“The story of a man who raped children, murdered eight people, and cannibalized at least one of his victims, had appalled and captivated Sweden for two decades, and kept him locked away for as long. But on Wednesday, Sture Bergwall, who formerly went by the name of Thomas Quick, finally saw the light of day as a free man, with his confessions to those crimes discredited. It has left a whole country wondering how it could all have gone so wrong.”

TIME

It was a caper that defied all logic.

The story of a man who raped children, murdered eight people, and cannibalized at least one of his victims, had appalled and captivated Sweden for two decades, and kept him locked away for as long. But on Wednesday, Sture Bergwall, who formerly went by the name of Thomas Quick, finally saw the light of day as a free man, with his confessions to those crimes discredited. It has left a whole country wondering how it could all have gone so wrong.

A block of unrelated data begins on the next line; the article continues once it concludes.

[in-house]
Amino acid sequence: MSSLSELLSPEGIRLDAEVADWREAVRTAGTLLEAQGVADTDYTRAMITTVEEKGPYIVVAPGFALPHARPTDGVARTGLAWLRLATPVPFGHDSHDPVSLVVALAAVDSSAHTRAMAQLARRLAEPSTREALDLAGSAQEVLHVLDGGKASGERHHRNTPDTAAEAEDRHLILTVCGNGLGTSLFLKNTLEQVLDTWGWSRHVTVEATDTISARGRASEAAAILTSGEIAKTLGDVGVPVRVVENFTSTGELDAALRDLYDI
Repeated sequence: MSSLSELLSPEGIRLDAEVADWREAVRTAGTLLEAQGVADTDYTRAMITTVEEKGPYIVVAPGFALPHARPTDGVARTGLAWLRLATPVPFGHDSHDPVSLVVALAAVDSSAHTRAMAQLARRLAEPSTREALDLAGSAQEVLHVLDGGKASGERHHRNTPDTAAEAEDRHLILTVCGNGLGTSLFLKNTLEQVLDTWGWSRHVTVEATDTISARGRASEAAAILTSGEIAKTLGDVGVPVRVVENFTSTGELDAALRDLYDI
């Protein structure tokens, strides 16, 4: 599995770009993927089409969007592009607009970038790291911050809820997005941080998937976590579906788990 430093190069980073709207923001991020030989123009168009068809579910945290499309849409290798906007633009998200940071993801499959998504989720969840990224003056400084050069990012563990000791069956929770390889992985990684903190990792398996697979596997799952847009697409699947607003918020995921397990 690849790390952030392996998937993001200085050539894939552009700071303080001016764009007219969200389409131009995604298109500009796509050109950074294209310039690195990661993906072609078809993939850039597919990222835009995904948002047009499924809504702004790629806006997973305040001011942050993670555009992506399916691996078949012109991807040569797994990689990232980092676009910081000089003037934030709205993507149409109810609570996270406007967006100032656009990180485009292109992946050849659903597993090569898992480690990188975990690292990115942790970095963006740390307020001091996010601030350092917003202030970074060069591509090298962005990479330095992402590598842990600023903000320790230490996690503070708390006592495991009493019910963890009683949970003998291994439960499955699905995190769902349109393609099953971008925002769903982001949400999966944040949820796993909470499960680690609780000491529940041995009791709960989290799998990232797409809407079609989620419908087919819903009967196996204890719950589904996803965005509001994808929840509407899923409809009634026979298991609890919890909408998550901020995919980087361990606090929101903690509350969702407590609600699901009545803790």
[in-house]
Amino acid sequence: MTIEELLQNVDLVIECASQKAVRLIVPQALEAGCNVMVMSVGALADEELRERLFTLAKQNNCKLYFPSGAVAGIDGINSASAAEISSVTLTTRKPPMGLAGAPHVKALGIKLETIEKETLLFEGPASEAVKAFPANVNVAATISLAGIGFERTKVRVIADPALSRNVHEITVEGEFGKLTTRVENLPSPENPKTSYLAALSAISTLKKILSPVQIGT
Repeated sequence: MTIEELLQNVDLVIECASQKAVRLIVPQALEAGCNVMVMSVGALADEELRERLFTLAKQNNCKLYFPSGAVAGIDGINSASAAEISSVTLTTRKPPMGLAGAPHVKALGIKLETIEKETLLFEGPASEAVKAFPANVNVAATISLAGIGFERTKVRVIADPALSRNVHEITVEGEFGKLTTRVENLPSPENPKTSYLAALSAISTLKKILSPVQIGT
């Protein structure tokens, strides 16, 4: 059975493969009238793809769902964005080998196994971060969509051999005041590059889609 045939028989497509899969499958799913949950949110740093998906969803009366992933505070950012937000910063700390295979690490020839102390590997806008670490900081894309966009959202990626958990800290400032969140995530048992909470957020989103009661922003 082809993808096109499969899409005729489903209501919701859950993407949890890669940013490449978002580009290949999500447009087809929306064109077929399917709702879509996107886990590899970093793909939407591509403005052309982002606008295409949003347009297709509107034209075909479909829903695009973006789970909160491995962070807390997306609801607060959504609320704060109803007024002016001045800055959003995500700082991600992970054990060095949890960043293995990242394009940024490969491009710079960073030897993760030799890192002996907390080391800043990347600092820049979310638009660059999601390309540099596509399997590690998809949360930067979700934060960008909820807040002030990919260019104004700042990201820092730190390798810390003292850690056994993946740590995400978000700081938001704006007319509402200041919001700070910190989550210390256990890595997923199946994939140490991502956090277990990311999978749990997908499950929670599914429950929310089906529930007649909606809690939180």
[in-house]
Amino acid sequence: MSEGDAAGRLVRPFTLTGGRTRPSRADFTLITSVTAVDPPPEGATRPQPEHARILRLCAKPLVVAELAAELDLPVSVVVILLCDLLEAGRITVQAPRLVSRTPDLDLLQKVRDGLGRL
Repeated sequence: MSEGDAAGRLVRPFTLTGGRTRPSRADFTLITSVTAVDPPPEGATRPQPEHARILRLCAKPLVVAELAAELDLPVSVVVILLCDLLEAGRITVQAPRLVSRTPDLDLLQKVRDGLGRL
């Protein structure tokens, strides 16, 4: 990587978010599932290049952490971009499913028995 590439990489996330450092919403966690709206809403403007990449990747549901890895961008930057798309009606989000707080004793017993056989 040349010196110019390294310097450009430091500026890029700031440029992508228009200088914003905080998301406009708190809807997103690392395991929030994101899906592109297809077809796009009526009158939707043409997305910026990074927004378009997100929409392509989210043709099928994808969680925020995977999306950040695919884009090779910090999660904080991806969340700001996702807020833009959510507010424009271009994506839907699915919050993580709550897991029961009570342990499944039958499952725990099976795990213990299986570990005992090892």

“It’s the judicial scandal of a century,” says Dan Josefsson, who was nominated to Sweden’s foremost non-fiction award Augustpriset for his book on Sture Bergwall, Mannen Som Slutade Ljuga (“The Man Who Stopped Lying,” to be published in English by Granta in 2015). “And it all has to do with a therapeutic idea that was in fashion in the nineties.”

Bergwall’s…

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